The message was clear: welcoming Ethiopia into AMISOM was a fait accompli and the event itself was nothing more than a PR stunt to pre-empt any negative public sentiments.
Abyssinian Empire and Its Stooges
The “global war on terrorism” could not have been declared at a better time for Ethiopia. The late Ethiopian Prime Minister Meles Zenawi saw an opportunity to kill two birds with one stone. He could become a terror-preneur and position himself as the Horn of Africa’s Parvez Musharraf (Pakistan), while generating for his nation its direly needed resources and political backing to swallow Somalia, one piece at a time.
Meles was a Machiavellian visionary and a brilliant strategist. Though it was no secret that he came to power by the barrel of a gun and that he would only invoke the principles of “human rights” and “democracy” to hypnotize the progressive elements within his Western partners, he was lionized by the notorious neocon gang.
In 2002, Ethiopia released its Foreign Affairs and National Security Policy and Strategy, which also lays out its foreign policy toward Somalia. “Somalia has become a haven and conduit for terrorists and extremists. Anti-peace elements are using the country as a base and place of transit in order to threaten Ethiopia’s peace.”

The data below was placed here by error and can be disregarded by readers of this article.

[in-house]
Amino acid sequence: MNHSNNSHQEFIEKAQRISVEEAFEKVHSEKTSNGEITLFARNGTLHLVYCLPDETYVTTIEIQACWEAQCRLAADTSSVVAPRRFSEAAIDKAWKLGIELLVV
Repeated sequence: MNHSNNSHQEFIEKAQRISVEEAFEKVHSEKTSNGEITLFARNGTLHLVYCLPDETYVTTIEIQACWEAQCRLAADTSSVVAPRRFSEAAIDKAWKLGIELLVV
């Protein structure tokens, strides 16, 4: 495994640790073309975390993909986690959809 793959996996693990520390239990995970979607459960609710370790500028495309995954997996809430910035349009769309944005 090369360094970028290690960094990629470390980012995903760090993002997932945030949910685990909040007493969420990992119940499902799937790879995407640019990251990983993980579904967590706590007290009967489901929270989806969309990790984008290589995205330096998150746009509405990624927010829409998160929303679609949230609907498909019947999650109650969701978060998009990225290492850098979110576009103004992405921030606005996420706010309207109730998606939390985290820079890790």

In the same document, one of the main motives that compel landlocked Ethiopia to keep Somalia divided and to use all its means to install a cardboard president in each region is stated: “Starting from the port of Zeila … to Kismayo, there are no less than seven ports in Somalia that can be used by different parts of our country.”
The phrase often used by the beneficiaries of Ethiopia’s micromanagement of Somali political affairs is, “Itoobiya waa dowlad eynu walaalo nahay” or “Ethiopia is a brotherly state.” But, on the contrary, due to their shifting interests and alliances, states are never “brothers.” This moronic or naive perception of international relations secures Ethiopia the privilege to retain its embassy virtually within the presidential compound.
Keeping Political Stooges Dependent
Almost a decade since AMISOM assumed the peacekeeping task, Somali soldiers remain poorly equipped and unpaid, thanks to a corrupt leadership busy squandering monies in luxury hotels abroad. With Somali forces in such a state, it is hardly surprising that the Somali leadership dependent on AMISOM for security.